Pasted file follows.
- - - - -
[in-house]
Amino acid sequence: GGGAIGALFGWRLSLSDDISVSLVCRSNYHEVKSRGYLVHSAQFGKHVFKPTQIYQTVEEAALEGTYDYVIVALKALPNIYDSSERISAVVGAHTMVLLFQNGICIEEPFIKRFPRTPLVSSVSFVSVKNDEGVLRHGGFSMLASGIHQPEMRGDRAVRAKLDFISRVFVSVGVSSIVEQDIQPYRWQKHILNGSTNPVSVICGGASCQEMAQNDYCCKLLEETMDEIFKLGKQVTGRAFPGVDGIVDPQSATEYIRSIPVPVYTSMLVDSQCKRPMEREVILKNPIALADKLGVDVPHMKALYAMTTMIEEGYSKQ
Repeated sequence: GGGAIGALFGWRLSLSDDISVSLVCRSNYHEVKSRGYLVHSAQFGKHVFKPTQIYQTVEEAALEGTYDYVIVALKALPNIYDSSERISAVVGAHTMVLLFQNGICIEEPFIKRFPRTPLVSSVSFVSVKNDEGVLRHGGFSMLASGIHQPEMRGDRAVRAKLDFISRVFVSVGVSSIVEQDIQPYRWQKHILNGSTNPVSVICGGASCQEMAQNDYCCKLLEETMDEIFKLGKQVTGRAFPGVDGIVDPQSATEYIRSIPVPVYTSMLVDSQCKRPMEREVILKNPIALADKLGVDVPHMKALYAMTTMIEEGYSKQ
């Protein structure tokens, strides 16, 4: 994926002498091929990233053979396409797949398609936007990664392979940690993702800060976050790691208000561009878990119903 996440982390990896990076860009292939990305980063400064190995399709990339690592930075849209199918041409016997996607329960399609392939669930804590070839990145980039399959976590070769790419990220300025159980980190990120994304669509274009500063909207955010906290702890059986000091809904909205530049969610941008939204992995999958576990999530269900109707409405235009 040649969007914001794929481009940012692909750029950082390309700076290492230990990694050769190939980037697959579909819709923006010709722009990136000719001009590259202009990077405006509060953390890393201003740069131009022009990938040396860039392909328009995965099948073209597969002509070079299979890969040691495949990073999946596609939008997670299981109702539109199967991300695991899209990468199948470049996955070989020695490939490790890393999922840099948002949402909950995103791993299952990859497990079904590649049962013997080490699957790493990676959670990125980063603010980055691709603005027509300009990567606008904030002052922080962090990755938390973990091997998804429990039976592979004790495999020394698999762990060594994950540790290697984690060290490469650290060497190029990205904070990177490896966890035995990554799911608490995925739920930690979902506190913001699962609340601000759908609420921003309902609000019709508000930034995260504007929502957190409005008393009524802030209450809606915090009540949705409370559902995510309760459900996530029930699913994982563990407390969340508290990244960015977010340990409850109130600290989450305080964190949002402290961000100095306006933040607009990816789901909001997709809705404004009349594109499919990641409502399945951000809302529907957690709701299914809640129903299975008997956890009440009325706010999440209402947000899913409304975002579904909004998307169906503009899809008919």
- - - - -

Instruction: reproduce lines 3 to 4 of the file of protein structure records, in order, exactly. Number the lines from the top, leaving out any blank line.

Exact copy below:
Repeated sequence: GGGAIGALFGWRLSLSDDISVSLVCRSNYHEVKSRGYLVHSAQFGKHVFKPTQIYQTVEEAALEGTYDYVIVALKALPNIYDSSERISAVVGAHTMVLLFQNGICIEEPFIKRFPRTPLVSSVSFVSVKNDEGVLRHGGFSMLASGIHQPEMRGDRAVRAKLDFISRVFVSVGVSSIVEQDIQPYRWQKHILNGSTNPVSVICGGASCQEMAQNDYCCKLLEETMDEIFKLGKQVTGRAFPGVDGIVDPQSATEYIRSIPVPVYTSMLVDSQCKRPMEREVILKNPIALADKLGVDVPHMKALYAMTTMIEEGYSKQ
């Protein structure tokens, strides 16, 4: 994926002498091929990233053979396409797949398609936007990664392979940690993702800060976050790691208000561009878990119903 996440982390990896990076860009292939990305980063400064190995399709990339690592930075849209199918041409016997996607329960399609392939669930804590070839990145980039399959976590070769790419990220300025159980980190990120994304669509274009500063909207955010906290702890059986000091809904909205530049969610941008939204992995999958576990999530269900109707409405235009 040649969007914001794929481009940012692909750029950082390309700076290492230990990694050769190939980037697959579909819709923006010709722009990136000719001009590259202009990077405006509060953390890393201003740069131009022009990938040396860039392909328009995965099948073209597969002509070079299979890969040691495949990073999946596609939008997670299981109702539109199967991300695991899209990468199948470049996955070989020695490939490790890393999922840099948002949402909950995103791993299952990859497990079904590649049962013997080490699957790493990676959670990125980063603010980055691709603005027509300009990567606008904030002052922080962090990755938390973990091997998804429990039976592979004790495999020394698999762990060594994950540790290697984690060290490469650290060497190029990205904070990177490896966890035995990554799911608490995925739920930690979902506190913001699962609340601000759908609420921003309902609000019709508000930034995260504007929502957190409005008393009524802030209450809606915090009540949705409370559902995510309760459900996530029930699913994982563990407390969340508290990244960015977010340990409850109130600290989450305080964190949002402290961000100095306006933040607009990816789901909001997709809705404004009349594109499919990641409502399945951000809302529907957690709701299914809640129903299975008997956890009440009325706010999440209402947000899913409304975002579904909004998307169906503009899809008919």